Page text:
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Ward wins as Cooper-Jaguars Rule the Roost


Endurance racing was Jaguar’s forté in the 1950s, when Coventry-built C and D-types won the Le Mans 24 hours five times, but its XK engine proved equally adept at powering artisan-made chassis in shorter ‘sprint’ events. Cooper-Jaguars dominated this year’s Royal Automobile Club Woodcote Trophy showcase at the 2016 Silverstone Classic, last year’s victor Chris Ward winning in JD Classics’ ex-Cyril Wick T33 after a thrilling 50 minute race-long tussle with 2014 victors Fred Wakeman and Patrick Blakeney-Edwards, sharing the former’s ex-Tommy Sopwith Equipe Endeavour T38 once again.

Forty two glorious original cars representing 14 marques of the Pre-1956 era made a superb spectacle on Sunday morning, when Tony Wood – left by father Barry to go solo in the RGA Atalanta, brainchild of Richard Gaylard Shattock, at the eleventh hour – completed a ‘powered by Jaguar’ clean sweep of the podium places. The next five cars home flew Lotus, Maserati, Aston Martin, Jaguar and Allard flags, seventh-placed Rudiger Friedrichs’ C-type the best of the ‘home’ manufacturer’s finishers after local duo John and Gary Pearson’s ex-works/Briggs Cunningham team D-type faded most unusually.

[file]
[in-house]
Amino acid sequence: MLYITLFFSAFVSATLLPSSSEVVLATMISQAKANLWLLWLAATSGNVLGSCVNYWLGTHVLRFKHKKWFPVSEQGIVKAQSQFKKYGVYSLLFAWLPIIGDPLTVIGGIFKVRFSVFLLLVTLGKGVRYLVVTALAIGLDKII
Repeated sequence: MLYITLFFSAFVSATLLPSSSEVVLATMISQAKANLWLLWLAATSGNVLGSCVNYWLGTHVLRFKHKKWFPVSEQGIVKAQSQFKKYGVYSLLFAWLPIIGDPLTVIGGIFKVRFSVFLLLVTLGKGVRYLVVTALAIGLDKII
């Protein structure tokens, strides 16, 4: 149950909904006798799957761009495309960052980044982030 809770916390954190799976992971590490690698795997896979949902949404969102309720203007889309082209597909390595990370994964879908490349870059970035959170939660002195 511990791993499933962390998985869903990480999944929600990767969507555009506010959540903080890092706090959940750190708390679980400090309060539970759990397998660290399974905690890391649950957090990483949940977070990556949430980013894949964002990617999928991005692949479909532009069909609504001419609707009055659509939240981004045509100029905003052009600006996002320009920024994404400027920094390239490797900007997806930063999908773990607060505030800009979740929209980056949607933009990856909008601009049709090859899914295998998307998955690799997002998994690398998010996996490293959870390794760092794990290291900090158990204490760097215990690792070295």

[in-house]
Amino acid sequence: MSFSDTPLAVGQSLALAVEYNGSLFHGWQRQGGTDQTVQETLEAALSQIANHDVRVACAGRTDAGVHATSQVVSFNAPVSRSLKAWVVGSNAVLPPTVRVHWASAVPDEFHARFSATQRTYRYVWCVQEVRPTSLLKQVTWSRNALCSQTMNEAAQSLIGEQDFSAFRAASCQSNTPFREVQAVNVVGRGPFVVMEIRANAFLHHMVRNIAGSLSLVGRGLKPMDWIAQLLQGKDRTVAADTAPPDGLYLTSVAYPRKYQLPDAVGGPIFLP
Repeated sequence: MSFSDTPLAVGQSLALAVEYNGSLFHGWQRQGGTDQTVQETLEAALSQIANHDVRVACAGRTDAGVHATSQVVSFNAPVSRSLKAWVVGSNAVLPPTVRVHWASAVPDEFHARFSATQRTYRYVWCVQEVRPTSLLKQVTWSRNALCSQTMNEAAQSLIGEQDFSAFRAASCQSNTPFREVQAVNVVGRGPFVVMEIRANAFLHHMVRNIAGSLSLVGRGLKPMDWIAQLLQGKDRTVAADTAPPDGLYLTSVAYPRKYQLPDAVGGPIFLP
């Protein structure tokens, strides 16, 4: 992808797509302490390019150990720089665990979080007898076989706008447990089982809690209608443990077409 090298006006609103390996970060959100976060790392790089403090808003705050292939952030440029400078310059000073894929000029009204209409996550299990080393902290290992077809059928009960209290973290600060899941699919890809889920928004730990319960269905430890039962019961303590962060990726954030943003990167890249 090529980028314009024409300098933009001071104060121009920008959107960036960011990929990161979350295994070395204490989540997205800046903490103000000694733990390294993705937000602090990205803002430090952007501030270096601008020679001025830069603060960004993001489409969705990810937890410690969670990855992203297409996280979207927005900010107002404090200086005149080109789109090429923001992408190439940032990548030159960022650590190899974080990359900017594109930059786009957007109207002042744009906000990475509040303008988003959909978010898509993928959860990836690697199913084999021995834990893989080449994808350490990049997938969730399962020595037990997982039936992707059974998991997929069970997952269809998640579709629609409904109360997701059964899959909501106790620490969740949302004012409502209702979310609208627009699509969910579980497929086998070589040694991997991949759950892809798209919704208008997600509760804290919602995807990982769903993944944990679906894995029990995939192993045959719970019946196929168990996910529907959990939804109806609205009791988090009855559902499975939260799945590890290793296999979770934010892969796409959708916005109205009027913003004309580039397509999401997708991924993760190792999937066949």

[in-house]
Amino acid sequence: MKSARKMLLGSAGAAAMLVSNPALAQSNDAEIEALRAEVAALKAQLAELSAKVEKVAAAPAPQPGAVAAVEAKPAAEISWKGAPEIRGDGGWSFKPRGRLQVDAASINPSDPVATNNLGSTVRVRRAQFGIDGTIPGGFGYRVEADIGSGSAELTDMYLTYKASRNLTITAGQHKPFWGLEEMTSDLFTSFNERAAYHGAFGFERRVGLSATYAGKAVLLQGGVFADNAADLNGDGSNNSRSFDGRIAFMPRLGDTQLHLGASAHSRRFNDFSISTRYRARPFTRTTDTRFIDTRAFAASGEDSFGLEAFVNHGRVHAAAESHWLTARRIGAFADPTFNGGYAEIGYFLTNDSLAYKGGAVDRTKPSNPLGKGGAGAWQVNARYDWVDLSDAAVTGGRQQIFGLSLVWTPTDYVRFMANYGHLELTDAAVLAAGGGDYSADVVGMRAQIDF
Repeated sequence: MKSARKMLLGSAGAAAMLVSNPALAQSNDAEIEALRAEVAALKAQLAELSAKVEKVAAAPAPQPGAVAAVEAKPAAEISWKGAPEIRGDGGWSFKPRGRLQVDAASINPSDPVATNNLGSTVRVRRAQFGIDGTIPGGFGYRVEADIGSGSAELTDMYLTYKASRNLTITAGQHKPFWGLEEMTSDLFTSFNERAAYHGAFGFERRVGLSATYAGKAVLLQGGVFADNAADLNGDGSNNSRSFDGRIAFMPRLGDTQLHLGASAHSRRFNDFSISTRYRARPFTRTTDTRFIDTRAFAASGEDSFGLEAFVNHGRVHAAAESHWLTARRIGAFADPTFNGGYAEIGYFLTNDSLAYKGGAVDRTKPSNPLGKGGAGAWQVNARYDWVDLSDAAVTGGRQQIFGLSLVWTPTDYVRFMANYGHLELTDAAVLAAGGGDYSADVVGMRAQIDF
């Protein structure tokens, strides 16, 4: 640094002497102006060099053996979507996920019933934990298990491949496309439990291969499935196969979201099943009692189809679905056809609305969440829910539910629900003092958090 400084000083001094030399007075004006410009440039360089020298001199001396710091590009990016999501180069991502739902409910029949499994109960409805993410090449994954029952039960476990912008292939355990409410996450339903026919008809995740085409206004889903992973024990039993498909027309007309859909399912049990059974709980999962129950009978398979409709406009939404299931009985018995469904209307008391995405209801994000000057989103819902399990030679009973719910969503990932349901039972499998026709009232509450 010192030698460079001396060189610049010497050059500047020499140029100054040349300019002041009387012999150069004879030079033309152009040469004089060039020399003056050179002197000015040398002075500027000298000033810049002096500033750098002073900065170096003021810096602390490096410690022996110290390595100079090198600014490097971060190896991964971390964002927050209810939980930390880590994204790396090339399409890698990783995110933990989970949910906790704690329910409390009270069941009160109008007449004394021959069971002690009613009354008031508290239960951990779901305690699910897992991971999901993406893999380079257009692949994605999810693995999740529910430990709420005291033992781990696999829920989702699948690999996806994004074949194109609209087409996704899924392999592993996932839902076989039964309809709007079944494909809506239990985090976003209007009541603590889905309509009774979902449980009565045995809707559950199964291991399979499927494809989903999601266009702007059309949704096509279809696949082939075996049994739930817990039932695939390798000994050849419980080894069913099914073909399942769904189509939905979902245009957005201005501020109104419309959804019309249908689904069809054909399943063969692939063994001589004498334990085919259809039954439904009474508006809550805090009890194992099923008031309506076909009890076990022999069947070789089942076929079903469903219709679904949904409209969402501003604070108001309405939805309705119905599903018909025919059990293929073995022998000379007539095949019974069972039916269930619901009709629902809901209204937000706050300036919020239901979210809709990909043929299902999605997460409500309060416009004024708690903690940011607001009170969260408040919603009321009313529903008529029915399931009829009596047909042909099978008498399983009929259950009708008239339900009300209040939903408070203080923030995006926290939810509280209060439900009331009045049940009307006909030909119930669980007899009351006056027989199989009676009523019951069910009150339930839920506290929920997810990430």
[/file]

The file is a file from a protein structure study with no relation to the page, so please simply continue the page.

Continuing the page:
Ward secured pole position in Friday’s qualifying session, the former Silverstone driving centre chief instructor’s 2m30.170s (87.25mph) best lap of the 3.63-mile Historic Grand Prix circuit almost 1.75 seconds quicker than the later Cooper-Jaguar circulated. The Pearson brothers’ finned D-type shared row two of the imposing grid with the ex-Mike Anthony Lotus-Bristol Mk10, a class-leading effort by Rick Bourne/Malcolm Paul.

Till Bechtolsheimer’s mighty Cadillac V8-engined Allard J2 and the glorious ex-Peter Whitehead Aston Martin DB3S of Wolfgang Friedrichs/Simon Hadfield were next up. Martin Stretton qualified Richard Wilson’s Maserati 250S a class-topping seventh, ahead of the HWM of Martin ‘Ted 7’ Hunt – shared with the busy Blakeney-Edwards – the Wood family’s RGS and Patrick Watts’ Allard J2 ‘Blunderbuss.’